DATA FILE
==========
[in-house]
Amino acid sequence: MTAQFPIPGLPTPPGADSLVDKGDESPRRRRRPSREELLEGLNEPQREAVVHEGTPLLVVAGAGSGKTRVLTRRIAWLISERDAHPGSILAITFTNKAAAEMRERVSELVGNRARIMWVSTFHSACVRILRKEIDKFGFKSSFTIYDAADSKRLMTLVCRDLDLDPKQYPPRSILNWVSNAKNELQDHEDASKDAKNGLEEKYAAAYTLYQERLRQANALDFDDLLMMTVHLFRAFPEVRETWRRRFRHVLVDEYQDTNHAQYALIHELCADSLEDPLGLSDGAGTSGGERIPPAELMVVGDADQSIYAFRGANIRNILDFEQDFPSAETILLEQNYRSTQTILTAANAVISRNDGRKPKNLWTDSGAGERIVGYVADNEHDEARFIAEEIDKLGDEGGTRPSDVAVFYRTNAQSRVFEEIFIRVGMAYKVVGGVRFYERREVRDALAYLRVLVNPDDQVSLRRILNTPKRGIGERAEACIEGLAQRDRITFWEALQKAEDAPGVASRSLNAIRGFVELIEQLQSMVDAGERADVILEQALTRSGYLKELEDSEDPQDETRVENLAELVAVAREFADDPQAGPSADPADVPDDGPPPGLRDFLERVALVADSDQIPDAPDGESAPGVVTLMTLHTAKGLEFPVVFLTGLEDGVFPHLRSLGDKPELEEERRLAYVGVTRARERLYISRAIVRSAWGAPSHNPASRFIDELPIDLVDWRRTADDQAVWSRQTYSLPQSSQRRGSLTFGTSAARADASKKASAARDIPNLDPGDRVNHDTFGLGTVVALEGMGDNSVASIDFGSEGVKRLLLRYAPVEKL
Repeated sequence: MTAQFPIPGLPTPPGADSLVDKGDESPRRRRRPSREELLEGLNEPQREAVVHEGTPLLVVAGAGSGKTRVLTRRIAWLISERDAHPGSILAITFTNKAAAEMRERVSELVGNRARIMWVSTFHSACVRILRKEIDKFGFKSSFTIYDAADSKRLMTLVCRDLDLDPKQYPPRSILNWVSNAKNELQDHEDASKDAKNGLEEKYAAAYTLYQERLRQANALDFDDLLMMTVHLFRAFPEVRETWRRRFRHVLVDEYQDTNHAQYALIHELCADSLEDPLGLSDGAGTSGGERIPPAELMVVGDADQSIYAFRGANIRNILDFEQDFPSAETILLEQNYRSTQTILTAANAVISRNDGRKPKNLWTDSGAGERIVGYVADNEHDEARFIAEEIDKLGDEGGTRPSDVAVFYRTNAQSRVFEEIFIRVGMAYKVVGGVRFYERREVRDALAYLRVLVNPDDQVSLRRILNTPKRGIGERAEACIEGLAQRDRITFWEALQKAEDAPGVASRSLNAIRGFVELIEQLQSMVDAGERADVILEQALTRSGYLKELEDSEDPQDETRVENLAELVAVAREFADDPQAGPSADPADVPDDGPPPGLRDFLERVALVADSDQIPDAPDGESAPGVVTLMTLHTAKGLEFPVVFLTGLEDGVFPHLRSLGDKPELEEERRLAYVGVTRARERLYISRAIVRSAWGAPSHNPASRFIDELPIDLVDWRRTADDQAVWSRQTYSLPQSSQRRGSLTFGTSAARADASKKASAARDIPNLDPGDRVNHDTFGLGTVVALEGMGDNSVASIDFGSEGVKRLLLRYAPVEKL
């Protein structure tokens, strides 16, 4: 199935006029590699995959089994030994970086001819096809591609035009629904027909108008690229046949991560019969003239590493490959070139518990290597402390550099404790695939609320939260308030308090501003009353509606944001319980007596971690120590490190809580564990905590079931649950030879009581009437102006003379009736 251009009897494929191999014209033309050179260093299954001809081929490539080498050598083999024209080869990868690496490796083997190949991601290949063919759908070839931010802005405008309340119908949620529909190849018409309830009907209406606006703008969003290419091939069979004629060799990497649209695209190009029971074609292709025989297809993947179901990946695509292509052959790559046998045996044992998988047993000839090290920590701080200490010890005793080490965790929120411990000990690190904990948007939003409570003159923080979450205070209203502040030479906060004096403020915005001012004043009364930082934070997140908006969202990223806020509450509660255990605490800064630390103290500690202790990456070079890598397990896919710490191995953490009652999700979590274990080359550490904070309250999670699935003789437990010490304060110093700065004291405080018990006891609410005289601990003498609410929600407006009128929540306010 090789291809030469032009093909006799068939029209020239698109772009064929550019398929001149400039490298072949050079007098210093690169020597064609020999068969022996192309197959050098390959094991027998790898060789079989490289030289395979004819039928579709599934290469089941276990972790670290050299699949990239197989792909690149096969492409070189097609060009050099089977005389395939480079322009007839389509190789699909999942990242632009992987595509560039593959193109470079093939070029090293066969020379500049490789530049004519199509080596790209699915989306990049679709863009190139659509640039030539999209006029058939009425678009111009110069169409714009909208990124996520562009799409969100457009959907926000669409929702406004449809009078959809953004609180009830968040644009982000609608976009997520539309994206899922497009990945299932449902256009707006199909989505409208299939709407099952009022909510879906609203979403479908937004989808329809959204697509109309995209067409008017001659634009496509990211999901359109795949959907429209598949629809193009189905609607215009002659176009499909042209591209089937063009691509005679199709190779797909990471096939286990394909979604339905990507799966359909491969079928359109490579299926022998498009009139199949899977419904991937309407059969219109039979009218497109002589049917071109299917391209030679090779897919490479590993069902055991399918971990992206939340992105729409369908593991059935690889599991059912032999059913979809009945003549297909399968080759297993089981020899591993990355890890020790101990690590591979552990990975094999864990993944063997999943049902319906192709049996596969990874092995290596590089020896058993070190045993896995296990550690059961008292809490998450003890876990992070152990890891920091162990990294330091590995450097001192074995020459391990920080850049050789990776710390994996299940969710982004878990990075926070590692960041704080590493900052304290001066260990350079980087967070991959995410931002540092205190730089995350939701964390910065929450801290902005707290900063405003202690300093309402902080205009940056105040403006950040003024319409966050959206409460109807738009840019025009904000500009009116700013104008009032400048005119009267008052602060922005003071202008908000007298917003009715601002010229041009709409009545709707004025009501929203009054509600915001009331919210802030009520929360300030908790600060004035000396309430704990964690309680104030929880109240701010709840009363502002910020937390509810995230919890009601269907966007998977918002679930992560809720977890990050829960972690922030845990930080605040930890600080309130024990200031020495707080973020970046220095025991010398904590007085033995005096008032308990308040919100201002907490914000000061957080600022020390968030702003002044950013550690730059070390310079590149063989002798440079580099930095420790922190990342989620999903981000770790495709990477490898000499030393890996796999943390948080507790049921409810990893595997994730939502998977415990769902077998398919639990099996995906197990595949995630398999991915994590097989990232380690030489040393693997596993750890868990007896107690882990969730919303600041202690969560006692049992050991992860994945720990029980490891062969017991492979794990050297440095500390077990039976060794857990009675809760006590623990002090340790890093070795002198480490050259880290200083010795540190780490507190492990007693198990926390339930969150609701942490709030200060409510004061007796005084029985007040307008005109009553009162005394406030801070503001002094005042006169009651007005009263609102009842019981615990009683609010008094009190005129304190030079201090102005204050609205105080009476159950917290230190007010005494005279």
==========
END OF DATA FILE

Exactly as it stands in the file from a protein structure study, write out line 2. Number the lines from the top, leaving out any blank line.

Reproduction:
Amino acid sequence: MTAQFPIPGLPTPPGADSLVDKGDESPRRRRRPSREELLEGLNEPQREAVVHEGTPLLVVAGAGSGKTRVLTRRIAWLISERDAHPGSILAITFTNKAAAEMRERVSELVGNRARIMWVSTFHSACVRILRKEIDKFGFKSSFTIYDAADSKRLMTLVCRDLDLDPKQYPPRSILNWVSNAKNELQDHEDASKDAKNGLEEKYAAAYTLYQERLRQANALDFDDLLMMTVHLFRAFPEVRETWRRRFRHVLVDEYQDTNHAQYALIHELCADSLEDPLGLSDGAGTSGGERIPPAELMVVGDADQSIYAFRGANIRNILDFEQDFPSAETILLEQNYRSTQTILTAANAVISRNDGRKPKNLWTDSGAGERIVGYVADNEHDEARFIAEEIDKLGDEGGTRPSDVAVFYRTNAQSRVFEEIFIRVGMAYKVVGGVRFYERREVRDALAYLRVLVNPDDQVSLRRILNTPKRGIGERAEACIEGLAQRDRITFWEALQKAEDAPGVASRSLNAIRGFVELIEQLQSMVDAGERADVILEQALTRSGYLKELEDSEDPQDETRVENLAELVAVAREFADDPQAGPSADPADVPDDGPPPGLRDFLERVALVADSDQIPDAPDGESAPGVVTLMTLHTAKGLEFPVVFLTGLEDGVFPHLRSLGDKPELEEERRLAYVGVTRARERLYISRAIVRSAWGAPSHNPASRFIDELPIDLVDWRRTADDQAVWSRQTYSLPQSSQRRGSLTFGTSAARADASKKASAARDIPNLDPGDRVNHDTFGLGTVVALEGMGDNSVASIDFGSEGVKRLLLRYAPVEKL